For more than a year, visitors at the Smithsonian National Museum of Art have had the opportunity to talk about the connection between African and African-American history. They’ve done so through “Conversations: African and African American Artworks in Dialogue,” an exhibit that highlights various interpretations of African and African-American culture. Spirituality counts among those topics that bridges the gap between the two groups. [read more…]
Singer and songwriter Kelela is one of R&B’s new rising stars. Two years after releasing her critically acclaimed EP “Cut 4 Me,” she’s back with “Hallucinogen.” In half a dozen tracks, she lets her personal tastes and that of her collaborators distance herself from the mainstream contemporary R&B pack all the while rooting herself in the tradition. In an interview with Rolling Stone magazine, she said that she focuses more on “resonance than on sound [unlike others]” to balance out her own individuality with that of the feature artists. Her rhythms, melodies, and lyrics cause us to hallucinate, as great R&B has always done. [read more…]
For two years, the Swaliga Foundation has partnered with the Boys and Girls Club of Greater Washington (BGCGW) to give students an education that integrates science, technology, engineering, and math curricula with the arts. This collaboration has become part of the national STEAM (science, technology, engineering, arts, and math) movement, which aims to help children adapt and function in modern-day America by coupling what have been considered vastly different subjects.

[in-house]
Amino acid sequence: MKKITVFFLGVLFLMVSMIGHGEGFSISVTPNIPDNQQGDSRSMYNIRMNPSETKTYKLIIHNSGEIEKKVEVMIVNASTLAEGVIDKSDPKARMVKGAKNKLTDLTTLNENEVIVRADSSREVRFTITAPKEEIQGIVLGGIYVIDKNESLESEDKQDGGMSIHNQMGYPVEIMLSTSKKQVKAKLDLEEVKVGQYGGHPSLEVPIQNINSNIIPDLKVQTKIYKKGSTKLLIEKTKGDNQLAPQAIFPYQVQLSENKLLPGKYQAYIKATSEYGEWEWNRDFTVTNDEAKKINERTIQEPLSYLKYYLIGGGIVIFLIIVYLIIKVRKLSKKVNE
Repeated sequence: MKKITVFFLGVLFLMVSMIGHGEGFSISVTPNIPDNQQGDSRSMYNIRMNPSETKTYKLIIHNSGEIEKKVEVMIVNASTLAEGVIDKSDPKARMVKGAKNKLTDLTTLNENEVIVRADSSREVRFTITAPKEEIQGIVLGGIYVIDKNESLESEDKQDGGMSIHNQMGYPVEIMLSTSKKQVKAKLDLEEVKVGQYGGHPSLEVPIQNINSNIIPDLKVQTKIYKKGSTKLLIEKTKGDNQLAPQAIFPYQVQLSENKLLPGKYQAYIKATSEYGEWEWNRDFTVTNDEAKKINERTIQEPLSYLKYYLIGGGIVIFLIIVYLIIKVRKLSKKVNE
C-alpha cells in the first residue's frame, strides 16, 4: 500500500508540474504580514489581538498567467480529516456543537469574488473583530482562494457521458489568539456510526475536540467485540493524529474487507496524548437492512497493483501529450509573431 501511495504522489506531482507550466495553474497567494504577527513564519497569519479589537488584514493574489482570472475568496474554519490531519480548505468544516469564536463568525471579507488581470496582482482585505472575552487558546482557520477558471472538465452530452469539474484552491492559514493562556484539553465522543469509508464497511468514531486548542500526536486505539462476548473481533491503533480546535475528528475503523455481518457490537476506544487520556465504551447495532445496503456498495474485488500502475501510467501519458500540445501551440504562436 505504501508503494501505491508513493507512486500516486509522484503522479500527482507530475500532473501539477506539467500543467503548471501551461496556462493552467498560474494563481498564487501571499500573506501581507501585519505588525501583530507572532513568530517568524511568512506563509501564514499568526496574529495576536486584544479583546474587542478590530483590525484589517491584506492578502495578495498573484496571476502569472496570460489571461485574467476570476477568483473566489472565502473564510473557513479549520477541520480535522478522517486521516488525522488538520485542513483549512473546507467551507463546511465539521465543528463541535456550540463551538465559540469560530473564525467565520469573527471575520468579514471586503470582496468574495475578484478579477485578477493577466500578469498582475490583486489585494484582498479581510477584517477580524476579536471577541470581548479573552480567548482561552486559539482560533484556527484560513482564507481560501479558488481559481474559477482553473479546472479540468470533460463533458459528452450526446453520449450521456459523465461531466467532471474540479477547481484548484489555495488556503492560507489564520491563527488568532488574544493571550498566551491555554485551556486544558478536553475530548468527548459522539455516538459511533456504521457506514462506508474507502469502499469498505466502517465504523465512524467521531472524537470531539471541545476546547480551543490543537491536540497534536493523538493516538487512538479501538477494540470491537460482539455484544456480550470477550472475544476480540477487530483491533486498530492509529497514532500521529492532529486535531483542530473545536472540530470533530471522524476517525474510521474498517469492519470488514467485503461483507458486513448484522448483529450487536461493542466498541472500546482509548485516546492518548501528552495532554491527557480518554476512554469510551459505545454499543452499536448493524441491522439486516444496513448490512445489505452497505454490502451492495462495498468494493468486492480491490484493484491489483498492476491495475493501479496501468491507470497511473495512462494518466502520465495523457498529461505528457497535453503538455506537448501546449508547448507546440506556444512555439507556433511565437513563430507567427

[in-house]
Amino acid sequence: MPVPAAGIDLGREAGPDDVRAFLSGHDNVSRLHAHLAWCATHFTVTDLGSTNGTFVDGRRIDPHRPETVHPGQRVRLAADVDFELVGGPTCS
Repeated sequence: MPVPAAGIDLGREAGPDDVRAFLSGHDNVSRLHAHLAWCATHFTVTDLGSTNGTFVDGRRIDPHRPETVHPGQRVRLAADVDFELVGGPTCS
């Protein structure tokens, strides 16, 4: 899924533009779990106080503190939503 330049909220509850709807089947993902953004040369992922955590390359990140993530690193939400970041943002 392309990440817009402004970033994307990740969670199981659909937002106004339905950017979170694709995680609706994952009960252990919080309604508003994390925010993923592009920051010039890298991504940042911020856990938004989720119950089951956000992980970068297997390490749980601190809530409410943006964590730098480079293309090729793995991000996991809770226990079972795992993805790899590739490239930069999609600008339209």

By his 11th birthday, Tony Lewis Jr.’s father, alleged head of a D.C. drug syndicate, had served nearly two years of a life sentence in a federal penitentiary on the other side of the country. HIs mother also developed what would later be diagnosed as schizophrenia. Even with the guidance of a loving grandmother, Lewis said he navigated life in the District with his street smarts during a time when the city gained a reputation as the “murder capital.” [read more…]
“The only thing that separates women of color from anyone else is opportunity,” said Viola Davis in her Emmy acceptance speech last month. Since 1982, five black women have been nominated for best actress in a drama series but Davis is the first to win an Emmy for her lead role on ABC’s “How to Get Away with Murder” (HTGAWM). “Many of our artists could win these awards, but the opportunity is lacking for black actors and actresses. We are in some ways being oppressed,” said Kyris Brown, 32, director of International Affairs and Admission at Grambling State University in Grambling, Louisiana.